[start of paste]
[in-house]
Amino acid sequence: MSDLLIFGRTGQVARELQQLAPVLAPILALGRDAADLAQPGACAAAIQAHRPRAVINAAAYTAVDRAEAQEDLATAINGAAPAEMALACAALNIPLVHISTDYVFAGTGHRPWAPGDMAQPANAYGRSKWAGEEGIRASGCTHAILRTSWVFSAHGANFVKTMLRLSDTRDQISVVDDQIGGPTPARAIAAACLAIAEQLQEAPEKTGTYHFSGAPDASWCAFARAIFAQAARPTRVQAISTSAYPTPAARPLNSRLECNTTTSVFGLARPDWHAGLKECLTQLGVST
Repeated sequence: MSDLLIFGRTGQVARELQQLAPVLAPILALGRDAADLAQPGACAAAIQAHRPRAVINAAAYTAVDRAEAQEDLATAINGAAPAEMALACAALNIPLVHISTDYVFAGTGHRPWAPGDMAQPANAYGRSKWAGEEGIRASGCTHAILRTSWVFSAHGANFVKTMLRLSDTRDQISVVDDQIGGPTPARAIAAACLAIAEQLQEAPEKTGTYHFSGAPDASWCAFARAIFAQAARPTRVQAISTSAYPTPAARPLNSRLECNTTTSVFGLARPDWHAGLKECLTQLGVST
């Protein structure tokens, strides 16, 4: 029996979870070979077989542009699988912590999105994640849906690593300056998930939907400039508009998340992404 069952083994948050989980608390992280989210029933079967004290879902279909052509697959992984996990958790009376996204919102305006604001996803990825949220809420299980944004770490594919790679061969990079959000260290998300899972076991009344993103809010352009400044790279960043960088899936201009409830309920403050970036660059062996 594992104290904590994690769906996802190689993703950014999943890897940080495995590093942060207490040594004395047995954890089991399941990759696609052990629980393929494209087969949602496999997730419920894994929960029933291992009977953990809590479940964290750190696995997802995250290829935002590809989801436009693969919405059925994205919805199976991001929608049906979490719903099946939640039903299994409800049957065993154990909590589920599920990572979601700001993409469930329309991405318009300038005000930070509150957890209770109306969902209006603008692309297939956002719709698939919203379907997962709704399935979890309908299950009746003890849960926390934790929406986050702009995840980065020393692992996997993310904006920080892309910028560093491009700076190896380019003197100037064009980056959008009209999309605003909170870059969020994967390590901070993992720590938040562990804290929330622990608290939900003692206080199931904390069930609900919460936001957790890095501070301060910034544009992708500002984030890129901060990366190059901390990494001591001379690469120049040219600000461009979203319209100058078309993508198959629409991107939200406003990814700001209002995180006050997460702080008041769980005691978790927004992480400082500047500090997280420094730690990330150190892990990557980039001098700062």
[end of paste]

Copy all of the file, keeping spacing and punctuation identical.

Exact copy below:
[in-house]
Amino acid sequence: MSDLLIFGRTGQVARELQQLAPVLAPILALGRDAADLAQPGACAAAIQAHRPRAVINAAAYTAVDRAEAQEDLATAINGAAPAEMALACAALNIPLVHISTDYVFAGTGHRPWAPGDMAQPANAYGRSKWAGEEGIRASGCTHAILRTSWVFSAHGANFVKTMLRLSDTRDQISVVDDQIGGPTPARAIAAACLAIAEQLQEAPEKTGTYHFSGAPDASWCAFARAIFAQAARPTRVQAISTSAYPTPAARPLNSRLECNTTTSVFGLARPDWHAGLKECLTQLGVST
Repeated sequence: MSDLLIFGRTGQVARELQQLAPVLAPILALGRDAADLAQPGACAAAIQAHRPRAVINAAAYTAVDRAEAQEDLATAINGAAPAEMALACAALNIPLVHISTDYVFAGTGHRPWAPGDMAQPANAYGRSKWAGEEGIRASGCTHAILRTSWVFSAHGANFVKTMLRLSDTRDQISVVDDQIGGPTPARAIAAACLAIAEQLQEAPEKTGTYHFSGAPDASWCAFARAIFAQAARPTRVQAISTSAYPTPAARPLNSRLECNTTTSVFGLARPDWHAGLKECLTQLGVST
């Protein structure tokens, strides 16, 4: 029996979870070979077989542009699988912590999105994640849906690593300056998930939907400039508009998340992404 069952083994948050989980608390992280989210029933079967004290879902279909052509697959992984996990958790009376996204919102305006604001996803990825949220809420299980944004770490594919790679061969990079959000260290998300899972076991009344993103809010352009400044790279960043960088899936201009409830309920403050970036660059062996 594992104290904590994690769906996802190689993703950014999943890897940080495995590093942060207490040594004395047995954890089991399941990759696609052990629980393929494209087969949602496999997730419920894994929960029933291992009977953990809590479940964290750190696995997802995250290829935002590809989801436009693969919405059925994205919805199976991001929608049906979490719903099946939640039903299994409800049957065993154990909590589920599920990572979601700001993409469930329309991405318009300038005000930070509150957890209770109306969902209006603008692309297939956002719709698939919203379907997962709704399935979890309908299950009746003890849960926390934790929406986050702009995840980065020393692992996997993310904006920080892309910028560093491009700076190896380019003197100037064009980056959008009209999309605003909170870059969020994967390590901070993992720590938040562990804290929330622990608290939900003692206080199931904390069930609900919460936001957790890095501070301060910034544009992708500002984030890129901060990366190059901390990494001591001379690469120049040219600000461009979203319209100058078309993508198959629409991107939200406003990814700001209002995180006050997460702080008041769980005691978790927004992480400082500047500090997280420094730690990330150190892990990557980039001098700062």